When I think of my father, I remember a man who was kind and generous, but stubborn and suspicious by nature. Someone funny and fun-loving, but a little quick-tempered. A loving husband and father, but a man who, occasionally, took things a tad too personally. In short, my father was a complicated and colorful man – and, really, what else would you expect from someone who grew up in the Montreal of the 30’s and 40’s, riding the streetcars and getting into all sorts of trouble with likes of Blackie, Skeeviks, and a bunch of other guys with nicknames right of the The Little Rascals.
My father would reflect back fondly on those days, and many of the stories he’d tell us would echo that colorful and complicated personality. Like the time he and his sister Antoinette received a bunch of his favorite chocolates: Cherry Blossoms (you know, those chocolates with the liquid maraschino centers). Of course, being his favorites, he finished his off in no time. My aunt, on the other hand, saved hers, lining them up all nice and neat on the kitchen counter. Eventually, when she finally got around to eating them, she was in for a surprise. They were empty. Not the boxes, but the chocolates themselves. Someone had gone through the trouble of carefully cutting open the bottom of each individual chocolate, eating the liquid enter, and then putting them back. The story had a happy ending for my auntie Antoinette though. My father eventually bought her a bunch of Cherry blossoms to replace the ones he had eaten. Mischievous but thoughtful. That was my dad.
Later, when the second world war began, he felt honor-bound to enlist in the navy – but not responsible enough to tell them the truth about his age: he was 16 at the time.
He was, by all accounts, a bit of a ladies’ man (my grandmother would chase the girls off their property with a wooden spoon) and yet, when the right woman came along, he was perfectly happy to commit to married life and, later, fatherhood.
Every day, when my sister and I were growing up, he would come home from work at approximately 5:15 p.m. every day and prepare dinners like roasted stuffed chicken, Duck a L’Orange, and Lobster Termidor – but was at his happiest chowing down on simpler fare: pork hocks, Chinese buffet, and, of course, KFC hot wings. And he loved his Cheese Puffs. I remember dropping by the house unexpectedly one day, walking by the kitchen, and catching him red-handed – actually, orange-handed AND orange-mouted – dipping into his hidden stash.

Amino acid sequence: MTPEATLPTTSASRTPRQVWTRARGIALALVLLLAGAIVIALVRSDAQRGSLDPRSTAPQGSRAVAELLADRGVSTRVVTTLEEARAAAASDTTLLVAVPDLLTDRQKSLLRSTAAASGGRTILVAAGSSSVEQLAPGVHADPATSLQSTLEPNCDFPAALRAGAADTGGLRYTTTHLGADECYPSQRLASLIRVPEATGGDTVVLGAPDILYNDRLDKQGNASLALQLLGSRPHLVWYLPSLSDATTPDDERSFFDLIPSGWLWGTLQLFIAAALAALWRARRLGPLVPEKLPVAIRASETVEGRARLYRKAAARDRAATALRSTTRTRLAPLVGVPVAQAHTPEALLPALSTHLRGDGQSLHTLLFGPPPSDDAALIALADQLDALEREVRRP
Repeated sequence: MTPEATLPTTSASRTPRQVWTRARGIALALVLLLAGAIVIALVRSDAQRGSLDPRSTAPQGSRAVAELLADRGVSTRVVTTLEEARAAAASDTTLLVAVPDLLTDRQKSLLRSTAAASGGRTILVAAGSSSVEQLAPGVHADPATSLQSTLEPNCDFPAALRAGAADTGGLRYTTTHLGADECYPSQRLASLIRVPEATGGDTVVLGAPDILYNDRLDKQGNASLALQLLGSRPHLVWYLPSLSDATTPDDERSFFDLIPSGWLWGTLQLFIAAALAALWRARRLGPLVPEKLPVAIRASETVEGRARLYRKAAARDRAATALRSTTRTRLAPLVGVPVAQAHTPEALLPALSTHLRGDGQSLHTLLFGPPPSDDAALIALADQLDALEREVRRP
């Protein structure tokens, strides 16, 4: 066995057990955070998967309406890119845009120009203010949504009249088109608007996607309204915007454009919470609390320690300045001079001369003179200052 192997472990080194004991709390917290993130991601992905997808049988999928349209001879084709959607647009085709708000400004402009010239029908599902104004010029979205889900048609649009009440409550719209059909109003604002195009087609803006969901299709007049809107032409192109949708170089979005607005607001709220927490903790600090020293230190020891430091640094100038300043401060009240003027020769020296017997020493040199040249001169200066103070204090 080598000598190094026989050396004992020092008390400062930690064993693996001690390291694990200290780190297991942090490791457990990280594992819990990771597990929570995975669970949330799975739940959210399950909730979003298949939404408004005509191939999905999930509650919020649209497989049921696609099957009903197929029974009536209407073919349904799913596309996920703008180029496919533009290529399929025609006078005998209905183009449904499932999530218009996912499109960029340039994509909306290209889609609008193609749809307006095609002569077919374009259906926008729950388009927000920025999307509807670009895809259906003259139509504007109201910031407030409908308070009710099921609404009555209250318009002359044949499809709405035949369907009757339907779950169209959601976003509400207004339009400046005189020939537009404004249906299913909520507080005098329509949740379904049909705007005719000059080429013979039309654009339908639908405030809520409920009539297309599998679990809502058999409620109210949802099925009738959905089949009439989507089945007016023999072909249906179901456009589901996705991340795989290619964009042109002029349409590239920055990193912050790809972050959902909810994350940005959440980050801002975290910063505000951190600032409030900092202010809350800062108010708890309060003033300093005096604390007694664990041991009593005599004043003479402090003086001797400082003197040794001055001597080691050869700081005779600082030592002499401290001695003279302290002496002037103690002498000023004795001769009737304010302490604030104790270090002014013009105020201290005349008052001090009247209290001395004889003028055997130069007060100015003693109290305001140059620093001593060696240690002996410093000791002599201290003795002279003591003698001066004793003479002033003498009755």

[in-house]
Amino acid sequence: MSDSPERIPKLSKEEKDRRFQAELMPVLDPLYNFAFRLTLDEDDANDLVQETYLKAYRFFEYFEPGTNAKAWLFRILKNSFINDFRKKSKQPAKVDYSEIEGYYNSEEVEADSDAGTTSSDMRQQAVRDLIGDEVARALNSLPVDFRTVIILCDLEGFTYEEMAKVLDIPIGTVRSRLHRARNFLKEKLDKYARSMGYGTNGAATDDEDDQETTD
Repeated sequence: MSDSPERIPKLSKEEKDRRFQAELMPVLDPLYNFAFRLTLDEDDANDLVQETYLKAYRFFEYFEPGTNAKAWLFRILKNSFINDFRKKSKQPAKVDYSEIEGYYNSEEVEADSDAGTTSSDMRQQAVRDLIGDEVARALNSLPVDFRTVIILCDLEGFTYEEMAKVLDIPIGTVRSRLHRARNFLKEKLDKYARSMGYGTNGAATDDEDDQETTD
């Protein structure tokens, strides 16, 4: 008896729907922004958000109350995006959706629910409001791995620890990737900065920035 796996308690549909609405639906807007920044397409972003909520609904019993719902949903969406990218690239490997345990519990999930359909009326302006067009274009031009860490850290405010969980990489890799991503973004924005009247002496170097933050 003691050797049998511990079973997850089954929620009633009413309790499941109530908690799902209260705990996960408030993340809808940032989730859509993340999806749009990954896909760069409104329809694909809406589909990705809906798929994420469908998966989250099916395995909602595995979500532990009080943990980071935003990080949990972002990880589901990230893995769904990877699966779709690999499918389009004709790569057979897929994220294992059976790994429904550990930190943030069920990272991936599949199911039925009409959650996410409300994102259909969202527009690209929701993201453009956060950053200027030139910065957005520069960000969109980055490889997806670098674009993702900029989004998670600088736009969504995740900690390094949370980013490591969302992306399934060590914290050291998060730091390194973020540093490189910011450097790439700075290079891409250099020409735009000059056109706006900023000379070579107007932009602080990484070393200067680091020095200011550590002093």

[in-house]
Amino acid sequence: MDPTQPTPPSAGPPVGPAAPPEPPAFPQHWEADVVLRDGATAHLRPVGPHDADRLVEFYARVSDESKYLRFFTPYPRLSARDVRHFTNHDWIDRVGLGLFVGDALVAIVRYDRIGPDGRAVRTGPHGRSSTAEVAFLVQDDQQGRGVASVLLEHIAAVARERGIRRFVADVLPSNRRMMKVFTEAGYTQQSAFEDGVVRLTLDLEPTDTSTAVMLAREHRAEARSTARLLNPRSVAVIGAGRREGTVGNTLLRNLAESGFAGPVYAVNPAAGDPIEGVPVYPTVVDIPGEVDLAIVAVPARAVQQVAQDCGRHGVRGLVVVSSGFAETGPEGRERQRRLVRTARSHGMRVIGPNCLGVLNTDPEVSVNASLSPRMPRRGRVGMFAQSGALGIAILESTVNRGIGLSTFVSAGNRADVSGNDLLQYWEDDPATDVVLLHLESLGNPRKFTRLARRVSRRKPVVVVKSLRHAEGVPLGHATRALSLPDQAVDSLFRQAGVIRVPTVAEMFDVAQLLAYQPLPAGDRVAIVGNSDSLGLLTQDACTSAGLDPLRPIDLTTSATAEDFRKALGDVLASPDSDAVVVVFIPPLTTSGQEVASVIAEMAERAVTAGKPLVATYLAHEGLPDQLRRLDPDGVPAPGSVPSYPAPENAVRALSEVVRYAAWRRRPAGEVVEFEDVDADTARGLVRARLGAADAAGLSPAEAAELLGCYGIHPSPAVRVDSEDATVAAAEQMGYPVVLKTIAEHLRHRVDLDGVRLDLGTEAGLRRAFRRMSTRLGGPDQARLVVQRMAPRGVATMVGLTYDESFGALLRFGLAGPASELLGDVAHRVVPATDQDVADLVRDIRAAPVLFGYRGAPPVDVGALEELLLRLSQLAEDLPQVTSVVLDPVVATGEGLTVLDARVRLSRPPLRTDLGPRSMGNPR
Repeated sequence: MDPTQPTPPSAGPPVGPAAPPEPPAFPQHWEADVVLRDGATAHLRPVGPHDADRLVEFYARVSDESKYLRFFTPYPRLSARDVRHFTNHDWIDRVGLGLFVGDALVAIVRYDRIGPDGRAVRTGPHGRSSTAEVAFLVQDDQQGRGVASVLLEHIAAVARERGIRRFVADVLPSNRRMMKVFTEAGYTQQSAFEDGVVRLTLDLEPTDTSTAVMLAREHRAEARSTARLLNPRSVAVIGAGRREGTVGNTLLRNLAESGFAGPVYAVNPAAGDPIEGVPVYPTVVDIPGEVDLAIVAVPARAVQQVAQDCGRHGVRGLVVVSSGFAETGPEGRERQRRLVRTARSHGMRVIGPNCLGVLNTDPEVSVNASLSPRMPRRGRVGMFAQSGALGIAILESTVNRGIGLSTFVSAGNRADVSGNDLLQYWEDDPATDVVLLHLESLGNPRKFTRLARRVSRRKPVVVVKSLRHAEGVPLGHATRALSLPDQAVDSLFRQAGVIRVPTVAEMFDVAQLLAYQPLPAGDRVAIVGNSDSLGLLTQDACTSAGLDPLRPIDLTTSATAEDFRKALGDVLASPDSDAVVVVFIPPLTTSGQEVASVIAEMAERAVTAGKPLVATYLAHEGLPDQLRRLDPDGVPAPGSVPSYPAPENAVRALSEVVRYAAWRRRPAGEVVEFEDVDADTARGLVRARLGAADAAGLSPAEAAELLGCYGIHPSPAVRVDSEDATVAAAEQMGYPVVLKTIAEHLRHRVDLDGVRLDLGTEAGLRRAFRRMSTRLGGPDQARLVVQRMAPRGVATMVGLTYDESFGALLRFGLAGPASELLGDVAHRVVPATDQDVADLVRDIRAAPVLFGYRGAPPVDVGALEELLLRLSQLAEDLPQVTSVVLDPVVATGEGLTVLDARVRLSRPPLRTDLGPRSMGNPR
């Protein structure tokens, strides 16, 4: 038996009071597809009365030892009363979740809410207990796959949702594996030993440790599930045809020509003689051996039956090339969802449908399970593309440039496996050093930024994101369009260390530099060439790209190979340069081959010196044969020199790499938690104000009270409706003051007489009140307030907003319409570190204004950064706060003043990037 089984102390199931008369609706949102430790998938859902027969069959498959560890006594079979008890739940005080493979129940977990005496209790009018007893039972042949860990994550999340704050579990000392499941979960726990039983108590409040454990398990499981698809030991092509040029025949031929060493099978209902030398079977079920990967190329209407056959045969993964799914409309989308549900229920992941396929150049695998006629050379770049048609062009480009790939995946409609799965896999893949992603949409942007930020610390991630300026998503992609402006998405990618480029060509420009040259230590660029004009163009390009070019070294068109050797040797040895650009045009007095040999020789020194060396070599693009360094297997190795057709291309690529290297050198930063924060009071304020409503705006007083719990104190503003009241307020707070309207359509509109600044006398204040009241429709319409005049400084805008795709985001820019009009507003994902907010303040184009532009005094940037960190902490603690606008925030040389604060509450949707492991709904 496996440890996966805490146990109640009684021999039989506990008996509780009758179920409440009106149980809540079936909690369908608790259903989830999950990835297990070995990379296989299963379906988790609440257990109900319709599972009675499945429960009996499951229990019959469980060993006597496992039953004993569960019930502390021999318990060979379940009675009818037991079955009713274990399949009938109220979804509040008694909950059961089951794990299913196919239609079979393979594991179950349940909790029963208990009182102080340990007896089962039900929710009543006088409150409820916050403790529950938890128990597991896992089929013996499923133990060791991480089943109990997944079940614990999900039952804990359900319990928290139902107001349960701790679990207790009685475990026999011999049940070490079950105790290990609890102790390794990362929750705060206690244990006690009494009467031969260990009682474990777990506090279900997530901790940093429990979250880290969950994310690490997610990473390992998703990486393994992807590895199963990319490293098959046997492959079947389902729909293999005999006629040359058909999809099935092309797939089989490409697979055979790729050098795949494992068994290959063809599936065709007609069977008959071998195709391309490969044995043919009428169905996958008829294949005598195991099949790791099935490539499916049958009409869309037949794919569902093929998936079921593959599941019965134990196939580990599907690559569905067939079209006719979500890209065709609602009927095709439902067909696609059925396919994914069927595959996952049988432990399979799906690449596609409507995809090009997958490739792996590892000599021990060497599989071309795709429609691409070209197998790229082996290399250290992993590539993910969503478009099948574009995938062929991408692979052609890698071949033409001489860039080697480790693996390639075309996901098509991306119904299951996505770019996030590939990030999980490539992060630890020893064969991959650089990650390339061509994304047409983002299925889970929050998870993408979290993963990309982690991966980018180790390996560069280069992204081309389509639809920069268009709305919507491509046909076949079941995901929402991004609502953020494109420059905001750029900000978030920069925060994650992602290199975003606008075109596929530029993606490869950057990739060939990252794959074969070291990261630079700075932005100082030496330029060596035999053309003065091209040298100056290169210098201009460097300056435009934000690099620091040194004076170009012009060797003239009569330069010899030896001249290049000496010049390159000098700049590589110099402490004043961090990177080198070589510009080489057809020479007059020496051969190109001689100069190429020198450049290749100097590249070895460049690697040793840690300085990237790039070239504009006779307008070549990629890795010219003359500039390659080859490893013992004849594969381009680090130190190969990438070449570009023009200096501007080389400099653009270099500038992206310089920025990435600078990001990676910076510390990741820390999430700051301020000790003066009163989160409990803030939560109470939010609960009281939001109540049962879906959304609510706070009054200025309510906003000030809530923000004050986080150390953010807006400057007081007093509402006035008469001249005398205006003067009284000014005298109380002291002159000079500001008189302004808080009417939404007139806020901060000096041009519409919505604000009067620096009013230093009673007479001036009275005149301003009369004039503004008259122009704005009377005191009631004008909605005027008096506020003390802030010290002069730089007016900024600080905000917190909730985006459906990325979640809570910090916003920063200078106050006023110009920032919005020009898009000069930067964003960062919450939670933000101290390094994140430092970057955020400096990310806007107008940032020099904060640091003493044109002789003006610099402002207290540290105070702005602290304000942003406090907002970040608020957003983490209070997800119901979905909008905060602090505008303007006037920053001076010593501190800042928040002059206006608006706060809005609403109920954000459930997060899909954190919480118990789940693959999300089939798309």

Yes, my father loved food – even later in life when he was loving it maybe just a little too much. His doctor advised him to follow a strict diet. No more bread. No more pasta or fried foods. It would be steamed vegetables and lean cuts of meat from hereon in. That lasted about two days. My mother tried – steaming those vegetables and cooking those lean meats – but my father would have none of it. He’d complain. He’d skip dinner. And, eventually, my mother gave in and cooked him the things he would actually eat. Of course, when they’d go back to see the doctor, there was no hiding the fact that he hadn’t been following his diet. The doctor was understandably annoyed and called him on what he’d been eating: the breads, the pasta, the fried foods. To which my father replied: “That’s just the way my wife cooks.”
He slowed down considerably in the last few years of his life and he wasn’t able to get around like he used to, but being homebound wasn’t a problem because, as much as my father loved people, he loved relaxing at home even more. I’d call every night from Vancouver and, he’d be in the living room singing along to country tunes I’d never heard of, or “Watching Kramer” as he’d call Seinfeld, or in the kitchen watching my mother fix dinner, or spending time with his best buddy, Max, his cat. Still, he remained kind, generous, fun and loving – but stubborn, suspicious, touchy, and quick-tempered. Age certainly didn’t temper that wildly varied personality.
So, in celebrating my father’s memory this Father’s Day, I remember him –
Not just as someone modern enough to enjoy good sushi, but a man who used antiquated expressions like “pop, “Play the Iggy” and “Wouldn’t that jar your preserves.”
Not just as a terrific dancer, an accomplished cook, and a great guitar player, but a a man who, one summer while my mother was in Italy, had to do the laundry for the first time and ended up working up a sweat ironing towels.
Not just as a man who was generous enough to sponsor his wife’s sisters so that they could come to Canada, but as someone who, as a kid, ate a spoonful of chicken fat he’d mistaken for pudding and then tried to convince his sister Jeanettte that it wasn’t pudding, it was delicious, and she should try some too.
I remember him as a complicated and colorful man.